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Photos: New Views of Apollo Moon Landing Sites

Apollo 16: Footsteps in Sunlight

NASA's Goddard Space Flight Center/Arizona State University

This high -sun image of the Apollo 16 landing site showing the lunar module descent stage, various pieces of equipment, and disturbed lunar soil (seen as darker lines and areas) which marks where John Young and Charles Duke traversed in the spring of 1972. NASA's Lunar Reconnaissance Orbiter took this photo, which was released July 8, 2010.

The labels on the image are for the Lunar Module (LM), the Lunar Roving Vehicle (LRV), the Apollo Lunar Surface Experiments Package (ALSEP), the Radioisotopic Thermoelectric Generator (RTG) that powered the ALSEP, and a line of geophones (devices that take seismic readings) that extended west by northwest from the ALSEP station. LROC image M109134835L, 296 meters across (about 971 feet).

Apollo 16: Arrow Points the Way

NASA's Goddard Space Flight Center/Arizona State University

This Lunar Reconnaissance Orbiter Wide Angle Camera monochrome mosaic of the Cayley Plains (smooth areas) and Descartes Mountains surrounding the Apollo 16 landing site (arrow indicates approximate position of the lunar module). Image M116215423M, scene width is 65 km (about 40 miles). This photo was released on July 8, 2010.

Apollo 12: Ocean of Storms

NASA Goddard/Arizona State University

The Apollo 12 landing site in Oceanus Procellarum imaged during the second Lunar Reconnaissance Orbiter low-altitude campaign. This image was released on March 6, 2012.

This image shows the remnants of not one, but two missions to the moon. Apollo 12 astronauts Pete Conrad and Alan Bean demonstrated that a precision lunar landing with the Apollo system was possible, enabling all of the targeted landings that followed. Bean and Conrad collected rock samples and made field observations, which resulted in key discoveries about lunar geology. They also collected and returned components from the nearby U.S. Surveyor 3 spacecraft, which landed at the site almost two-and-a-half years previously, providing important information to engineers about how materials survive in the lunar environment.

Apollo 12 and Surveyor 3

NASA/Goddard Space Flight Center/Arizona State University

This image from the Lunar Reconnaissance Orbitershows the spacecraft's first look at the Apollo 12 landing site. The Intrepid lunar module descent stage, experiment package (ALSEP) and Surveyor 3 spacecraft are all visible. This image was released on Sept. 3, 2009.

Apollo 12 landed in November 1969. This image shows astronaut footpaths marked with unlabeled arrows. This image is 824 meters (about 900 yards) wide. The top of the image faces North.

Apollo 12: Far View

NASA/GSFC/Arizona State University

An early view of the Apollo 12 landing site in Oceanus Procellarum imaged from the LRO mapping orbit. This image, released on Nov. 4, 2009, shows small black arrows pointing to locations where astronaut footpaths can be clearly discerned. Image width is 490 meters.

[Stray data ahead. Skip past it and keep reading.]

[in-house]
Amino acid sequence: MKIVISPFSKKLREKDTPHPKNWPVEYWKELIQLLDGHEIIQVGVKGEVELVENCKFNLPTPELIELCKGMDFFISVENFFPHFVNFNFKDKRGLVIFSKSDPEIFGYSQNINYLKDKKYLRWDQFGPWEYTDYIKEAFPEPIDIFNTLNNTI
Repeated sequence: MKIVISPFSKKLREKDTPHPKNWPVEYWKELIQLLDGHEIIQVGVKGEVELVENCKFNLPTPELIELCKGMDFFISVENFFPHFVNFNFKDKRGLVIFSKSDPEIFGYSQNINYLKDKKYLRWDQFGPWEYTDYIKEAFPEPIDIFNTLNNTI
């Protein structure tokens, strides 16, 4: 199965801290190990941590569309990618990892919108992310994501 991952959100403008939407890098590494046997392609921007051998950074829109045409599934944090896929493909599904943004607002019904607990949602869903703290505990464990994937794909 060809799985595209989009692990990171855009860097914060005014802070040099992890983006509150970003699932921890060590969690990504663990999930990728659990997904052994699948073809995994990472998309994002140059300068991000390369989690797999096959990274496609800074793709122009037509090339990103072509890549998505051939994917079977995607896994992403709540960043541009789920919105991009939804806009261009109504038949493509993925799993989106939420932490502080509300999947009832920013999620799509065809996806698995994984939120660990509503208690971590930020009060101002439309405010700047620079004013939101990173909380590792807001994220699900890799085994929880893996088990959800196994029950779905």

Zooming in on Apollo 12

NASA/GSFC/Arizona State University

Enlarged view of the Nov. 2009 LRO image showing details of the Apollo 12 landing site. In the upper left, you can see the Apollo Lunar Surface Experiments Package, or ALSEP. The positions of the ALSEP central station, seismometer, Radioisotope Thermoelectric Generator (RTG), magnetometer, Suprathermal Ion Detector Experiment (SIDE), and Cold Cathode Gauge (CCG) have been highlighted.

Apollo 12 Deployed Flag and Shadow Seen by Lunar Reconnaissance Orbiter

NASA

Detail from an Apollo 12 photo showing the deployed flag and its shadow. The latch failed on the pivot designed to hold the top edge of the flag out perpendicular to the pole on a supporting rod, so the flag hung limp. The photo was taken Nov. 19, 1969.

Apollo 11 Lunar Reconnaissance Orbiter Camera Image of Deployed Flag

NASA

Lunar Reconnaissance Orbiter Camera images of each Apollo site taken at roughly the same orientation but with different sun angles to show the travel of shadows. Combined with knowledge of the Apollo site maps which show where the flag was erected relative to the Lander, long shadows cast by the flags at three sites - Apollo 12, Apollo 16, and Apollo 17 - show that the these flags are still “flying”, held aloft by the poles. There is no indication of a flag shadow in this Apollo 11 image.

Apollo 12 Deployed Flag and Shadow

NASA

Detail from an Apollo 12 photo showing the deployed flag and its shadow. The latch failed on the pivot designed to hold the top edge of the flag out perpendicular to the pole on a supporting rod, so the flag hung limp. The photo was taken Nov. 19, 1969.

Apollo 14 Deployed Flag and Shadow

NASA

Detail from an Apollo 14 photo showing the deployed flag and its shadow. The latch failed on the pivot designed to hold the top edge of the flag out perpendicular to the pole on a supporting rod, so the flag hung limp. The photo was taken Feb. 5, 1971.

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